I’m a big fan of Star Trek. Most fans are interested in things like the ship design, the phasers, the transporter technology and how the tricorder works. One area that gets little publicity is the medical technology on the Enterprise.
In Star Trek, diagnosing an illness or infirmity is completely non-invasive. One wave of a hand-held medical scanner can identify most problems. For more complex issues, the patient merely lies on a table and a complete body scan projects his or her ailment onto a screen. Treatments and cures are equally seamless. A few more waves of the hand-held medical scanner can fix a broken bone in minutes.
It is difficult to predict the future of technology and predicting medical technology is even harder, but it is interesting to look at where we are now with a recognition that medical technology is moving fast ahead. Here are just a few examples.
Sometimes I joke with my friends that there is an app for everything. For example, there is now an app out called Doctor on Demand. With it, you can see a doctor from the comfort of your own home. Here is how it works.
You open the app and it runs you through a series of menus directing you to the appropriate doctor. Once completed, you have a live video conversation with a doctor on your computer or hand-held device. It includes assessment, diagnosis and even prescriptions. Costs, including co-pay, are usually comparable to a face-to-face doctor visit, but this approach is less expensive than urgent care or the emergency room. You do have to sign up for an account.
Robotic surgery or robot-assisted surgery has been around for more than two decades. According to the Mayo Clinic, it is primarily used in detailed surgical procedures where precise micro-instruments and lasers are needed. There are certain types of micro-surgery where the surgeon uses microscopes, in conjunction with extremely small precision surgical tools, to properly see what he or she is doing. Using this method, doctors can perform delicate, complex procedures that would have been impossible using traditional techniques.
An example would be the many kinds of laser surgery available, from correcting the lens in your eye to removing bronchial tumors. Until recently, most robotic surgery was performed locally, with the surgeon and the machine all in the same room.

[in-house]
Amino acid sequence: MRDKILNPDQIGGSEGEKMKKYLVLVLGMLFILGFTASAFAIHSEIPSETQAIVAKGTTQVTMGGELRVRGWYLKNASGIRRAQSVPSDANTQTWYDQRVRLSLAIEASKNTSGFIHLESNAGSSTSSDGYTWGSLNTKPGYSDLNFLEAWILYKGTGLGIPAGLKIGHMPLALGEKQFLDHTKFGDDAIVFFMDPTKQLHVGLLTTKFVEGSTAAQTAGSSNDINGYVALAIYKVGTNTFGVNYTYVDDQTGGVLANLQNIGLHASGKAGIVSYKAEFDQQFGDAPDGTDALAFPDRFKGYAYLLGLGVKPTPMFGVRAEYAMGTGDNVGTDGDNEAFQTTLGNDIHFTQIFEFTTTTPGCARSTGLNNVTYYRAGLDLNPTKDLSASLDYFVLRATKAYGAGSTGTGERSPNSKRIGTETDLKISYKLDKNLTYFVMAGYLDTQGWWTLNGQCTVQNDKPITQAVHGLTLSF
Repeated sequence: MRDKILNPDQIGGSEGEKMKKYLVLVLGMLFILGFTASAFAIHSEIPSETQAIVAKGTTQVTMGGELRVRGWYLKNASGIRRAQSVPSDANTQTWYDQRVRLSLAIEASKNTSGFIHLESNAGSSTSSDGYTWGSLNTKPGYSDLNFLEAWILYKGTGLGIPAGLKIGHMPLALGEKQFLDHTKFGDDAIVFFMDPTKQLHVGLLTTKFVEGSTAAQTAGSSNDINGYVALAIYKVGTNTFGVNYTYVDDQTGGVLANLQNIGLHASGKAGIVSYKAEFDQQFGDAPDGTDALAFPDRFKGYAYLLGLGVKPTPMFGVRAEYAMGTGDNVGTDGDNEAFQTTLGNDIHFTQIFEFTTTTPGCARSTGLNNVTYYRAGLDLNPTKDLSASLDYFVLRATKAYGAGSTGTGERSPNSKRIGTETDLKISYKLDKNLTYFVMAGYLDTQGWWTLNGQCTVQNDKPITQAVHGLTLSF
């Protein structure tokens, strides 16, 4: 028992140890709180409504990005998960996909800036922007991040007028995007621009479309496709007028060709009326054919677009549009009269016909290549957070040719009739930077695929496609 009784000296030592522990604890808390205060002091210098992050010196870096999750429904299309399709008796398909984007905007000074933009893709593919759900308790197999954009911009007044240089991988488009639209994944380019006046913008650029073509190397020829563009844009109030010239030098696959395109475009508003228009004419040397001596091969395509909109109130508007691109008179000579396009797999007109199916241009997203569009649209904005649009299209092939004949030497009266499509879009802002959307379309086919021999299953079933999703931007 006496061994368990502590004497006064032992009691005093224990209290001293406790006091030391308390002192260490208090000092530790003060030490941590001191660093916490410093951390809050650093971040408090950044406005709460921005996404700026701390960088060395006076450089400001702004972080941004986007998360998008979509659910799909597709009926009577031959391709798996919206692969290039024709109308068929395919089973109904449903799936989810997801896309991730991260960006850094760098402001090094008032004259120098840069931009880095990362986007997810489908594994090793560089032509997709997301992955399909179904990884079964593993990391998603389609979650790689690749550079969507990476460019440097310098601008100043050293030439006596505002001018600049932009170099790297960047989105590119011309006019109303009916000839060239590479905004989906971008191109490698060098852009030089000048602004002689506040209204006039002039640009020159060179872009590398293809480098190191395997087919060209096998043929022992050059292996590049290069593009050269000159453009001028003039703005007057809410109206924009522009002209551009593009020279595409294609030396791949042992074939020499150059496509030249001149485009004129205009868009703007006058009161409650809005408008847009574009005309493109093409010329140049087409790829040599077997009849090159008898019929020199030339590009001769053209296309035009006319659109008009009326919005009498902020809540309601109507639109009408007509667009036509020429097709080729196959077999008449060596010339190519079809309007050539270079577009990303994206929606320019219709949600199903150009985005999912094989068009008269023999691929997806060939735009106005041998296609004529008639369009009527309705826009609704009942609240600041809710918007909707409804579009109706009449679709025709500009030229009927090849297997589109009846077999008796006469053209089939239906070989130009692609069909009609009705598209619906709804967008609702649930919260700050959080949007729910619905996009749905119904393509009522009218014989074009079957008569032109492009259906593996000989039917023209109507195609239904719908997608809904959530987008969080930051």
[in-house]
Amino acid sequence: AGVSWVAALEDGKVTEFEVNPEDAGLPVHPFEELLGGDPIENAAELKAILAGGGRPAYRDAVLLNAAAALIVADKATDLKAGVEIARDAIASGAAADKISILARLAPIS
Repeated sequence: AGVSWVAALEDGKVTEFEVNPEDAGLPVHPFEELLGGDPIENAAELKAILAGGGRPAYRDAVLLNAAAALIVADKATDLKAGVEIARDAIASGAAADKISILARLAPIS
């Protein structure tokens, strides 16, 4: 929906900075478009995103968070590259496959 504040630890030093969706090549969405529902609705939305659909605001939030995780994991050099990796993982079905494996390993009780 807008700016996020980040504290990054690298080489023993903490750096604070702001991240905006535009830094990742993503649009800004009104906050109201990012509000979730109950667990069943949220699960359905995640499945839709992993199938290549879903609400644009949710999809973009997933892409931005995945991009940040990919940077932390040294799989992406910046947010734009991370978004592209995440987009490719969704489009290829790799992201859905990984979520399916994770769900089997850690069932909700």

With the recent development of superior telecommunication technologies and expansive high-speed Internet availability, the surgeon and patient can be on opposite sides of the planet. It’s not transporter technology, but it’s close.
Technology has changed that. With the recent development of superior telecommunication technologies and expansive high-speed Internet availability, the surgeon and patient can be on opposite sides of the planet. It’s not transporter technology, but it’s close.
Anyone who has seen the 1980s cult classic film Gross Anatomy realizes that every medical student has to take anatomy classes. A major difference is that, thanks to technology, there are now options for curriculum developers that do not include the donated cadaver labs.
The New York University School of Medicine has partnered with a high-tech company, BioDigital Systems, to produce the BioDigital Human. This is a web-based, interactive, 3D virtual cadaver used to teach students about anatomy and health conditions. It promises to add an enhanced digital experience to the integration of technology and medicine. Once again, it’s not quite a medical bay scanner of a live patient but it’s a big leap from just 10 years ago.
There is great interest in how technology can help us track and monitor our health, to both prevent problems and catch problems early. There are already wristbands and bracelets capable of measuring a number of things like daily steps, blood pressure, heart rate and sleep levels. But imagine a next generation of technology that can do much more.
University of Illinois scientists and engineers are working on a wireless health-tracking skin patch. These high-tech patches are ultra-thin and can stretch and move with your body and skin. Tiny sensors, circuits, radios and batteries can collect much more data than a wristband. Placed on multiple areas of the body, it may be possible to record and analyze motion data associated with medical conditions such as Parkinson’s or epilepsy. I can foresee a day when these skin patches could diagnose and even suggest treatments. Or imagine if you passed out, the skin patch technology could call 911 and give your location. It’s not Star Trek, but it is pretty interesting.